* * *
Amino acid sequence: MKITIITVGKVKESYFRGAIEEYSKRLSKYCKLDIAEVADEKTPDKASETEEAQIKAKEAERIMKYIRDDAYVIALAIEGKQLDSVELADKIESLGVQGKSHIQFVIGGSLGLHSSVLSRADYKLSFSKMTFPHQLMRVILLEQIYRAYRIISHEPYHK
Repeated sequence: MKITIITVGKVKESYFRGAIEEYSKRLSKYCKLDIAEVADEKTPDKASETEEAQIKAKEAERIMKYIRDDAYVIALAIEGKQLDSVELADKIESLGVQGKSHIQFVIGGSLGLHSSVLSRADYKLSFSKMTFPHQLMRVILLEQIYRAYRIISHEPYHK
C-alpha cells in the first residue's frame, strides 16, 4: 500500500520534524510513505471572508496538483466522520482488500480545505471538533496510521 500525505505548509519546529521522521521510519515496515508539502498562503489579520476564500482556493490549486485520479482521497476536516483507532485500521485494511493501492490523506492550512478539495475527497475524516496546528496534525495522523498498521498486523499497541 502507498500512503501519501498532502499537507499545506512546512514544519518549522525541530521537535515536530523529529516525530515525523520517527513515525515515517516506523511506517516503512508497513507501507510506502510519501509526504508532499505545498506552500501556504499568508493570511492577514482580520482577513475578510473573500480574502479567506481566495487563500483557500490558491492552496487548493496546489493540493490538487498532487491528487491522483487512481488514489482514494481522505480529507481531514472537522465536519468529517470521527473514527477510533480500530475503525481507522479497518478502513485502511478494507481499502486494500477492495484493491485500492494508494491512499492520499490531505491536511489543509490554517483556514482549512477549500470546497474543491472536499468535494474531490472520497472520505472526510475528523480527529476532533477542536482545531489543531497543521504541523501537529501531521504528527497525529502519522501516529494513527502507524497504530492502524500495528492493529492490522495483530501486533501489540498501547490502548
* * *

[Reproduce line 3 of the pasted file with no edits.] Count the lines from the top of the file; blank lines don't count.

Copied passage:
C-alpha cells in the first residue's frame, strides 16, 4: 500500500520534524510513505471572508496538483466522520482488500480545505471538533496510521 500525505505548509519546529521522521521510519515496515508539502498562503489579520476564500482556493490549486485520479482521497476536516483507532485500521485494511493501492490523506492550512478539495475527497475524516496546528496534525495522523498498521498486523499497541 502507498500512503501519501498532502499537507499545506512546512514544519518549522525541530521537535515536530523529529516525530515525523520517527513515525515515517516506523511506517516503512508497513507501507510506502510519501509526504508532499505545498506552500501556504499568508493570511492577514482580520482577513475578510473573500480574502479567506481566495487563500483557500490558491492552496487548493496546489493540493490538487498532487491528487491522483487512481488514489482514494481522505480529507481531514472537522465536519468529517470521527473514527477510533480500530475503525481507522479497518478502513485502511478494507481499502486494500477492495484493491485500492494508494491512499492520499490531505491536511489543509490554517483556514482549512477549500470546497474543491472536499468535494474531490472520497472520505472526510475528523480527529476532533477542536482545531489543531497543521504541523501537529501531521504528527497525529502519522501516529494513527502507524497504530492502524500495528492493529492490522495483530501486533501489540498501547490502548